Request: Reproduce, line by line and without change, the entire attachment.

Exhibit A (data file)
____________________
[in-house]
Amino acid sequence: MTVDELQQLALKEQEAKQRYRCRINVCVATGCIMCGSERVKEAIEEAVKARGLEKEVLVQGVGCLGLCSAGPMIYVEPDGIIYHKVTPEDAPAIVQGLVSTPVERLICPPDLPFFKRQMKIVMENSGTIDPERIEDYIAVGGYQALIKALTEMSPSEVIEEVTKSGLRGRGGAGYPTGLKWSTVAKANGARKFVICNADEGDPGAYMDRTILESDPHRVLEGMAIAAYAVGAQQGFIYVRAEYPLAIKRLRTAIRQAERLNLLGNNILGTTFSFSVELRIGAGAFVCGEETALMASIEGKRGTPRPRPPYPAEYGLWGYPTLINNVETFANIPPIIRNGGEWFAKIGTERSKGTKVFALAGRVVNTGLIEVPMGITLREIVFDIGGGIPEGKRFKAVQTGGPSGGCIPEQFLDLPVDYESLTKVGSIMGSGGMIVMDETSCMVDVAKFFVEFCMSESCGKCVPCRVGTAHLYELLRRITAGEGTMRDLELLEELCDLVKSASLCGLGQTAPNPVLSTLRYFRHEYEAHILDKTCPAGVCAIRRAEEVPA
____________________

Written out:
[in-house]
Amino acid sequence: MTVDELQQLALKEQEAKQRYRCRINVCVATGCIMCGSERVKEAIEEAVKARGLEKEVLVQGVGCLGLCSAGPMIYVEPDGIIYHKVTPEDAPAIVQGLVSTPVERLICPPDLPFFKRQMKIVMENSGTIDPERIEDYIAVGGYQALIKALTEMSPSEVIEEVTKSGLRGRGGAGYPTGLKWSTVAKANGARKFVICNADEGDPGAYMDRTILESDPHRVLEGMAIAAYAVGAQQGFIYVRAEYPLAIKRLRTAIRQAERLNLLGNNILGTTFSFSVELRIGAGAFVCGEETALMASIEGKRGTPRPRPPYPAEYGLWGYPTLINNVETFANIPPIIRNGGEWFAKIGTERSKGTKVFALAGRVVNTGLIEVPMGITLREIVFDIGGGIPEGKRFKAVQTGGPSGGCIPEQFLDLPVDYESLTKVGSIMGSGGMIVMDETSCMVDVAKFFVEFCMSESCGKCVPCRVGTAHLYELLRRITAGEGTMRDLELLEELCDLVKSASLCGLGQTAPNPVLSTLRYFRHEYEAHILDKTCPAGVCAIRRAEEVPA